Category Archives: reading

Distracted by Books

IMG_0122I have written about my own love for reading and described my implementation of middle school reading workshops. Those workshops were designed to give my students the same experiences with books that fueled my own love of reading: choosing what I wanted to read and making reading a priority in my day.

Two recent blog entries show that my values continue in contemporary classrooms. Former high school teacher Julia Franks describes making a change in her AP English classroom when she moved away from communal reading and analysis of the classics to choosing their own reading. Her practice arose from her belief that readers make better citizens as they are able to construct more sophisticated narratives around events in the world around them:

As a nation, too, we need these narratives. Election results end in an upset, and we spend a whole lot of time trying to answer the question why? Or a man walks into a church and opens fire on the congregation. We as a country respond by trying to make a narrative: cause, effect, cause, effect. When we can’t do it, we feel adrift, even despairing. And yes, we’re tempted to oversimplify the story. But the more practice we have at story-making, the more we’re able to construct a nuanced national story.

Given the option of reading the books on the syllabus or reading twice as many books from a list of 300 titles, all students chose the latter and, by the end of the year, had read nearly twice as many pages as mandated on the original plan. And those AP exam scores that seem to dictate the analysis that eats up so much class time? They did not suffer at all.

Franks concludes:

We have to offer more choice, and we have to set actual time aside in the school day for reading.  (Maybe fewer hours, say, discussing Hamlet?) In this moment in American culture, we need reader-citizens more than ever. Because of that, English departments have the opportunity to be especially relevant in civic life. Some of them are already taking up that challenge.

Middle school teacher and founder of The Global Read Aloud, Pernille Ripp, describes her own “horror” when, at the beginning of the year, her students reported how little they enjoyed reading. She was determined to change that and she did it with books:

Books, and plenty of them.  Books that were accessible through audio and text.  Books that were not there to push them in a certain direction.  That were not forced on them.  Picture books for the days where chapter books seemed to be too much work.  Free verse for those who had lost their connection with the magic of reading.  Graphic novels meant to teach, entice, and enthrall.  Everywhere they looked there were books and the books called to them.  Without judgment.  Without restriction.  Without one path to being a reader.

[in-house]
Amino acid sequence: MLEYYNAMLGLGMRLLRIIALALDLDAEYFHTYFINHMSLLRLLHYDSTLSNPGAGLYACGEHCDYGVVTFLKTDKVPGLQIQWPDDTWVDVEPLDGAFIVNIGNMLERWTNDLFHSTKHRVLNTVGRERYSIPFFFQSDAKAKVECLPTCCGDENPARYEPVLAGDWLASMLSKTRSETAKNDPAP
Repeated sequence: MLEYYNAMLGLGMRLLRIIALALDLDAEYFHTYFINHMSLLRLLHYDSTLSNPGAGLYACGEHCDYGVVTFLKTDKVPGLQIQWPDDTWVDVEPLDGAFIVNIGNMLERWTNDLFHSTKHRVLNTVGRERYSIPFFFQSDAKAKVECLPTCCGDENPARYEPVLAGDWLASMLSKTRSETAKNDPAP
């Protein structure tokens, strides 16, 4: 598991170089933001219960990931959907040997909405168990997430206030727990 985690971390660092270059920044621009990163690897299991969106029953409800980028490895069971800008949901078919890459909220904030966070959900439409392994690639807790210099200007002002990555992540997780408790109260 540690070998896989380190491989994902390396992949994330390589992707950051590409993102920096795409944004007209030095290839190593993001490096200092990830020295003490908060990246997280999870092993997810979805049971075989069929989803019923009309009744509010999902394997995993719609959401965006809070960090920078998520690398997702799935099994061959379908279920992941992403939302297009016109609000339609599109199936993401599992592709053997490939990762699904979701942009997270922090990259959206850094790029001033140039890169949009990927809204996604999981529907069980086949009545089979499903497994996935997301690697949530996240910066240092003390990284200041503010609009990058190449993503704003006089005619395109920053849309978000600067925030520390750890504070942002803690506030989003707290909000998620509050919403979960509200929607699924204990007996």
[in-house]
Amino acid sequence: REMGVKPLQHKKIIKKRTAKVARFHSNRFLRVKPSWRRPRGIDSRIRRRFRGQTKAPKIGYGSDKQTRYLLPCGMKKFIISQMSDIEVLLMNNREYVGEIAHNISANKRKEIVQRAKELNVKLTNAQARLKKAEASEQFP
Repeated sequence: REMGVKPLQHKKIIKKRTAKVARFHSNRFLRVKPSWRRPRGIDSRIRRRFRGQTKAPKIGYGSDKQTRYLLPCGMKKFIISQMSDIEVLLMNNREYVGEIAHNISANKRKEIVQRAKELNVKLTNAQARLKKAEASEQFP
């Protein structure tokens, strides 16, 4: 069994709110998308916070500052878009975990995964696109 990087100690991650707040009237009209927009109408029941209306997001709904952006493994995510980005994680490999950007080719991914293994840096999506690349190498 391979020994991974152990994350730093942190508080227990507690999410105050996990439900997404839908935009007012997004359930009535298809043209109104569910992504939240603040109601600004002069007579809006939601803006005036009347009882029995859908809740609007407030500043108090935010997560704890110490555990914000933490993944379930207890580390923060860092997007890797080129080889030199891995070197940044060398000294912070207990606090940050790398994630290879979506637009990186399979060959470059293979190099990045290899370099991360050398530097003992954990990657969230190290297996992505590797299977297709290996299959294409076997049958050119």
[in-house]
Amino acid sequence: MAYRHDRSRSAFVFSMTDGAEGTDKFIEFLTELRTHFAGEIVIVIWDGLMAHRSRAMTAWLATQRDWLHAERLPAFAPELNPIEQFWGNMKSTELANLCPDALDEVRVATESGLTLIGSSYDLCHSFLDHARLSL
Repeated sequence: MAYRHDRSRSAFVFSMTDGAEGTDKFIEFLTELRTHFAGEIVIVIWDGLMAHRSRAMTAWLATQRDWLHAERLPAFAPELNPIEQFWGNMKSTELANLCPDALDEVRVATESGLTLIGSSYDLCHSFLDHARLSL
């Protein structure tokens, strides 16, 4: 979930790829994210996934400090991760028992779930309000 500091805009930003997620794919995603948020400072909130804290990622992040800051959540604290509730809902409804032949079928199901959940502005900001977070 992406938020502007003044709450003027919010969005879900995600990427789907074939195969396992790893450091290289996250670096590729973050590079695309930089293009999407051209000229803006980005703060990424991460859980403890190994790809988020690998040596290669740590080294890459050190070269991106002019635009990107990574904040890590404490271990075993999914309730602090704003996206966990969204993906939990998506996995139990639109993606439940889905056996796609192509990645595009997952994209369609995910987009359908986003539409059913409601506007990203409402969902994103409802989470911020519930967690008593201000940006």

And time:

We also took time.  Ten minutes every day to read.  To find books.  To have conversations about the texts we chose.  To find something worthy of our time, that we perhaps would want to read later as well.  Ten minutes that were the expectation coupled with the idea that one should only read good books, not waste our time on books that would make us dislike reading more.  To abandon when needed, to book shop when desired.

The two priorities: the ability to choose your own books and the time to read them.

This message has also been part of The Readers of Broken Wheel Recommend, the book I am reading right now. Sara Lindqvist is a reader who uses books to change a small, dying Iowa town. As she organizes the books in her shop, she put “every unreadable book she could find” on a shelf. These mostly included the award winners that everyone talked about but never read. Sara had tried to by systematic about reading these classics:

She had thrown herself into one ambitious reading project after another, but things had rarely gone according to plan. It was boring to think of books as something you should read just because others had, and besides, she was much too easily distracted. There were far too many books out there to stick to any kind of theme.

Lots of the teachers I follow on Twitter are busy planning their summer reading. I applaud their desire to dive into professional reading, and I have a few of those books on my own list. But, I also would encourage them to let themselves be distracted and see where it leads.

 

 

 

 

 

Reading for Pleasure

Chilly gray winter coupled with angry voices have left me feeling blue and a bit angry myself. I have a list of possible blog entries but can’t seem to get past the feeling that they are frivolous in a time of great seriousness.

The New Yorker published a list of books that various writers are reading now, and Caleb Crain comments about his reading of Langdon Hammer’s biography of poet James Merrill:

In such parlous times, I felt a little guilty about indulging at length in reading for mere pleasure—the one lacuna in Merrill’s cosmopolitanism was politics, which he seems to have found boring—but only a formidable pleasure was capable of drawing me away from the news, and for the sake of my mental health I decided I had to license it.

I’m reading a lot this year, but my path does seem to have taken a serious turn that Crain might not count as reading for pleasure.  The year started with Let Us Now Praise Famous Men, James Agee’s prose poem/ethnographic study about poor southerners who worked as cotton tenants during the Depression. It seemed a good place to start to understand division and anger in America, and in The New Yorker article, Judith Thurman references it in her review of the 1960 book Crowds and Power, a book she says is about the dangerous resentments of those who feel helpless:

It seems that we are seeing something parallel taking place in Trump’s America: the panicked reaction of a crowd that feels it has been devalued and is looking to project that sense onto a group that can then be driven from the fold. This process has happened before in American history, notably in the post-Civil War South, when defeated whites, many of them poor and dispossessed, projected their sense of depreciation onto the even poorer population of former slaves. (Read James Agee on THAT subject.)